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Proxy-caching concerns not realized

Reports that copyright law meant the death of Net caching have been greatly exaggerated.

Reports that copyright law meant the death of Net caching have been greatly exaggerated.

Just two years ago, observers were predicting that lawsuits over so-called proxy-caching threatened to stop the practice in its tracks. To date, however, there are no known lawsuits involving the technology. But a recent column has rekindled debate over proxy-caching's propriety.

Proxy-caching is the process by which America Online and other large service providers copy the Web pages of third parties and store them on local servers. The practice spares the providers the server-intensive step of visiting a remote site repeatedly--each time an individual subscriber wants to visit a popular page--saving the service provider precious bandwidth.

The problem was that many legal observers worried the practice might violate copyright laws, which prohibit people from copying text, graphics, and other works without permission from the owner. While these fears haven't materialized in court, they have resurfaced on the Net, where a columnist on GomezWire is urging a class-action lawsuit against one of the best-known proxy-cachers, AOL.

"Many companies estimate that between 40 and 50 percent of their traffic is 'stolen' by AOL's proxy cache," the column, penned by John Robb, claims. "This result: lower ad and sponsorship revenues, an inability to plan correctly due to faulty traffic numbers, and a transfer of value from the company to AOL."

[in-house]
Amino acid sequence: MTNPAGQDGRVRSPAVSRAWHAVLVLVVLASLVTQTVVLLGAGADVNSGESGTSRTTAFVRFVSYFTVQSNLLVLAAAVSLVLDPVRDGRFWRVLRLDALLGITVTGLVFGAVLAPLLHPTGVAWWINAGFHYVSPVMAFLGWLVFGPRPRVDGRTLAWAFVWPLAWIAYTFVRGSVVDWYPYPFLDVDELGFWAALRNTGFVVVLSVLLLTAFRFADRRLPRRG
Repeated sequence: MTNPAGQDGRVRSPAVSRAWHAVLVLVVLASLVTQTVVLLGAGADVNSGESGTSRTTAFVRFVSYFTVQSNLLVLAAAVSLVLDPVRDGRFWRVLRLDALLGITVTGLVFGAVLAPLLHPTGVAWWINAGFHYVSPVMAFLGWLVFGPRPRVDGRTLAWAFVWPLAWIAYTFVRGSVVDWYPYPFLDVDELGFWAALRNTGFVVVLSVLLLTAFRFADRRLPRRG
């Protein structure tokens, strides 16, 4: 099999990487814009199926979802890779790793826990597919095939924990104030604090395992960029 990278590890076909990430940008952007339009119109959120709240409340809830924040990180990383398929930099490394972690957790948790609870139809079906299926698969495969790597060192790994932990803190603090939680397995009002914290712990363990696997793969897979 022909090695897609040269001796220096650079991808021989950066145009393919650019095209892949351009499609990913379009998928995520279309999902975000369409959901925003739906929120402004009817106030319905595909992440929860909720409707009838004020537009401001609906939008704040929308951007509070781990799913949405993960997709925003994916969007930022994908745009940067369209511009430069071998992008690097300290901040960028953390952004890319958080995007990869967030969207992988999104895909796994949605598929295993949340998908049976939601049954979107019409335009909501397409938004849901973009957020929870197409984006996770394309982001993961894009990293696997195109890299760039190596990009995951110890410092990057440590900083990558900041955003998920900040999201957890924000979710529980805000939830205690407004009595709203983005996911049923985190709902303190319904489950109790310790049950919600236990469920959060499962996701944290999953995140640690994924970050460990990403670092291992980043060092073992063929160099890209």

By comparison, most legal observers appear blasé about proxy caching. "People did think it was going to be one of the issues out there [two years ago]," said Eugene Volokh, a professor who follows cyberlaw at UCLA. "Because it was a matter that could be solved by reasonable people working it assumption was that it would be worked out."

For one thing, Volokh and others point out, caching has benefits to content providers, so it may not be in their interest to take legal action, even if, technically, caching might be a violation of their rights. Added Ed Cavazos, senior vice president and general counsel of Interliant: a content provider "may have a right to sue them, but [AOL's] very natural response would be to block access to your site," robbing a site of an audience of 15 million subscribers.

A provision in the Digital Millennium Copyright Act, which became law in October, gives service providers who cache "safe harbor" as long as they meet certain criteria, said Dan Burk, a professor at Seaton Hall University. As long as cachers have a contact person to field complaints from content providers, do not change the content they cache, and employ industry protocols, they are immune from copyright suits targeting the behavior.

Tim Stevens, general counsel at Inktomi, which provides AOL and other companies with caching servers, said it is a simple task for content providers to prevent their material from being copied. "Anybody can put a header in a page that says 'do not cache,' and the Inktomi traffic server is smart enough to recognize it," he said. In addition, Inktomi's product keeps track of how many users read a particular page and can relay the information back to the source--allowing content providers to keep track of traffic statistics, such as the number of hits.

Content providers may not be lining up to sue over proxy-caching, but the legal status of the practice remains up in the air, cyberlaw experts said. "People are used to it happening, and may not realize that the fact that it goes on doesn't necessarily mean that it's legal," said Interliant's Cavazos.